Comment (22)

  • Gracana| June 29, 2014

    I couldn’t get a good look at the broken through hull under the sink, but
    if it protruded enough you might have been able to just jam that jar of
    putty right onto it.

  • sailawayteam| June 29, 2014

    What obviously also buys time is to put all free hands on pumps while one
    is trying to fix the leak. If pumping fails, one person with a bucket can
    pretty much cope with the flow of a 1½” seacock. Still, it is a terrible
    situation to say the least.

  • Shane Cartwright| June 29, 2014

    i would have run it up the beach by now or inflated the life raft and gone
    home and brought a caravan.

  • ChrissyG| June 29, 2014

    Stuff the ship’s cat down there, head first!

  • bon vivant| June 29, 2014

    Very helpful and informative. Thank you!

  • Jonas Vikström| June 29, 2014

    I learned so much by these videos, thanks a lot!

  • flyingtigre1| June 29, 2014

    panicky situation gets my blood boiling some. When it actually happens
    remember NOT to panic. Get out sledge hammer to get to hole if needed and
    address it soon.

  • Vince Bednar| June 29, 2014

    These are some of the most useful and informative videos I have seen. Real
    world scenarios and solutions demonstrated right before my eyes. Thank you,
    and keep em coming!!!

  • David Johnson| June 29, 2014

    brave! With seawater pouring in through the broken hull fitting they got
    my heart rate up just watching. One of the fellows admitted to “a certain
    degree of panic”, admirably understated. You read about it but there’s
    nothing quite like doing it (or watching it done). Very educational,
    thanks very much. 

  • Juan Andres Ramil| June 29, 2014

    A screwdriver and a towel could be used in a similar way as you did with
    the towel and the tube. Put the towel around the handgrip and the into the
    hull; if you have a hammer you may use it to make it fit tightly. 

  • David Sharp| June 29, 2014

    in fresh water the carrot might start growing.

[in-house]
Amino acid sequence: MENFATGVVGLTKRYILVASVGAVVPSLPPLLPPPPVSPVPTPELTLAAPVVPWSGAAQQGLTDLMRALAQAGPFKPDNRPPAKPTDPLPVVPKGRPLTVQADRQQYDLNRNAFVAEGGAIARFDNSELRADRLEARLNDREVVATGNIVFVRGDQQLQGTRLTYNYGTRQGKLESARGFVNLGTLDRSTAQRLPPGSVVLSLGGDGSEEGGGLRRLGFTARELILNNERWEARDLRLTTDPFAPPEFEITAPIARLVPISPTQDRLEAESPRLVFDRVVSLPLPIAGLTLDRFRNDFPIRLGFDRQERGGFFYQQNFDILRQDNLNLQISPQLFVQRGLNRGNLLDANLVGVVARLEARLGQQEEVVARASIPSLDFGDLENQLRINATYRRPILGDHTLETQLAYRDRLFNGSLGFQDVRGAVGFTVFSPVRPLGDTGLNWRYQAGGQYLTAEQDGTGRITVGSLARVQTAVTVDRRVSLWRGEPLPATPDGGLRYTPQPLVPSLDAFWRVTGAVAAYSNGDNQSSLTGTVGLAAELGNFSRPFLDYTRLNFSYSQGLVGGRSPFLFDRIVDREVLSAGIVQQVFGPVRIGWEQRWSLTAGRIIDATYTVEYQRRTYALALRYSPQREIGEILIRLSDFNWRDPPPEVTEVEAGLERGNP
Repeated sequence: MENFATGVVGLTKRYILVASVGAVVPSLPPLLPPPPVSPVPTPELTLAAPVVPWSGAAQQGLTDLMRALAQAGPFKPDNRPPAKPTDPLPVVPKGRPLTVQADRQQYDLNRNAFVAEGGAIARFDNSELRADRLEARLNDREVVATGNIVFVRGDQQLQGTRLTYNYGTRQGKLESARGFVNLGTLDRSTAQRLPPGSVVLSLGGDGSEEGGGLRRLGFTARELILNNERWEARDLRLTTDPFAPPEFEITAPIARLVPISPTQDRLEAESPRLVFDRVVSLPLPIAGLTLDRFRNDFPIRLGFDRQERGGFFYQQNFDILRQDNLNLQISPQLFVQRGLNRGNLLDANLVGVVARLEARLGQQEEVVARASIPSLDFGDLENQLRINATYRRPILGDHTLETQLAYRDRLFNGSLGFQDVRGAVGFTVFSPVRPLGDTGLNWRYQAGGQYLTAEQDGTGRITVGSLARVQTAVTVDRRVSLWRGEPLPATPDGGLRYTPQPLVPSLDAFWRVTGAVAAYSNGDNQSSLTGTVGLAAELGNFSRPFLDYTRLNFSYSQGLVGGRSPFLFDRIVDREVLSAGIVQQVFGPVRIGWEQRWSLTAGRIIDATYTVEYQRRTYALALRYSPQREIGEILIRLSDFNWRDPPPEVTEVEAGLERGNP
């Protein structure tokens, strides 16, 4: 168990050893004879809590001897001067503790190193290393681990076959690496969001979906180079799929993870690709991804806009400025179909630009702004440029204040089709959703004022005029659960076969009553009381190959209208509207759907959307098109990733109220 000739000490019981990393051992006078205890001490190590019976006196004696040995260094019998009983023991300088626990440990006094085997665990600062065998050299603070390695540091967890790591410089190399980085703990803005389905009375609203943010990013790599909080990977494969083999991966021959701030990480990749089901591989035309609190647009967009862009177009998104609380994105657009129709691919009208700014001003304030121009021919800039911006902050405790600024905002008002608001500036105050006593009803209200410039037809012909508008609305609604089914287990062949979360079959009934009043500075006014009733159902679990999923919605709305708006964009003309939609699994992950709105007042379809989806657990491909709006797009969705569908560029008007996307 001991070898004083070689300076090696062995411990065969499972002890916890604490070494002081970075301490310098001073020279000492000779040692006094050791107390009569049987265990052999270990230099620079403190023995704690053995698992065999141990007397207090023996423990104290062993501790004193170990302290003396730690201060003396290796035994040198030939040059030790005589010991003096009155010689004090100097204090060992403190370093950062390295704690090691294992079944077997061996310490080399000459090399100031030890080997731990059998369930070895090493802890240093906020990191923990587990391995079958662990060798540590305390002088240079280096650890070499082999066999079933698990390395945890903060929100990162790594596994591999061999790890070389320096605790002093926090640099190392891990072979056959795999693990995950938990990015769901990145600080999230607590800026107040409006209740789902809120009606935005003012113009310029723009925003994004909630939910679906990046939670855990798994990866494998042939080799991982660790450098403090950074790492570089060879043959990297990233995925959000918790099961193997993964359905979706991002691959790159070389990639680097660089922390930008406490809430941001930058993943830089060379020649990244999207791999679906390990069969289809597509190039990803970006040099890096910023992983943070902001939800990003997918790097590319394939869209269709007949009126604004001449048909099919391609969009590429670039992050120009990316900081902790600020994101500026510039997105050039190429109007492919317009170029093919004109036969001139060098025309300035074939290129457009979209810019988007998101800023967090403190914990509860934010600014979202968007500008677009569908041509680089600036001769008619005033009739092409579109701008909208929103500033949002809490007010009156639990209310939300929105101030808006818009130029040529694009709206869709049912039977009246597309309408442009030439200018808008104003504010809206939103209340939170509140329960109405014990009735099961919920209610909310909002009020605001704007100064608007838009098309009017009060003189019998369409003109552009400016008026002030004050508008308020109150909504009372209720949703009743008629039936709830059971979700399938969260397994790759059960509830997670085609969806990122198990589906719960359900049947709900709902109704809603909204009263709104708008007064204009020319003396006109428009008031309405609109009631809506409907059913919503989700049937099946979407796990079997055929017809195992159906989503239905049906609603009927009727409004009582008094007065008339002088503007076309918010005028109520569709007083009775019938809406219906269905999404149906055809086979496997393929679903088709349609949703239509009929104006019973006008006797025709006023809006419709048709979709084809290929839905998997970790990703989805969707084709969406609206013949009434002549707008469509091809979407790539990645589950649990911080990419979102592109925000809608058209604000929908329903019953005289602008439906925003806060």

• John Cusick| June 29, 2014

    where does one get that foam cone in the UK?

  • PZK12| June 29, 2014

    What a useless video. One minute we have water flooding in and then all of
    a sudden the hole has been plugged. What happened in-between?

  • PZK12| June 29, 2014

    I see the second half of the video improved.

  • Barry Jones| June 29, 2014

    Pity I could not understand much of which the gentleman in the red shirt
    was saying.

  • Bluewaters2812videos| June 29, 2014

    Glad I watched this. I too was very surprised at the effectiveness of the
    carrot and potato. Thanks, this video info may well save our lives one day!

  • barryperrins| June 29, 2014

    Wow, I could feel the panic myself. Great test.

  • Marc Dacey| June 29, 2014

    I had very much the same feeling…and I do have wooden bungs. I also have
    a standpipe and only two outlets below the WL. In a steel sailboat, fewest
    holes possible is best practice. I really find this series of videos

  • TheUnlimitedHunter| June 29, 2014

    Maybe we should ban the making of through hull hole in the first place. To
    charge those yacht or boat makers at criminal courts so they won’t make
    those sick holes. They are ticking bombs! If we need drain a boat, just use
    suction pump

  • neo culm| June 29, 2014

    Nice one, very educational and gets one thinking about this very real
    threat on a boat where before,I’d given it little thought. Thanks. PS can
    you write the proper product names of all those used here for us folks to
    ref please though?

  • 2ftpmarco| June 29, 2014

    with the floater and the hole in the hull, you could poke a tube through
    the carrot or potato (so the top is above the waterline) and then get the
    line trough that !

  • joolsYBW| June 29, 2014

    None of my seacocks are hidden, after seeing this I am quite happy to live
    with the slightly more agricultural look. I admit to not having bungs near
    each seacock and will after seeing this be purchasing one of those spongy
    orangey things, I had looked in the past and dismissed it as a
    buy-me-buy-me chandlery item, but as you showed, they work. But I agree
    too, the veg which we always have in the galley was something I may never
    have thought of, this video may save a life, well done all invld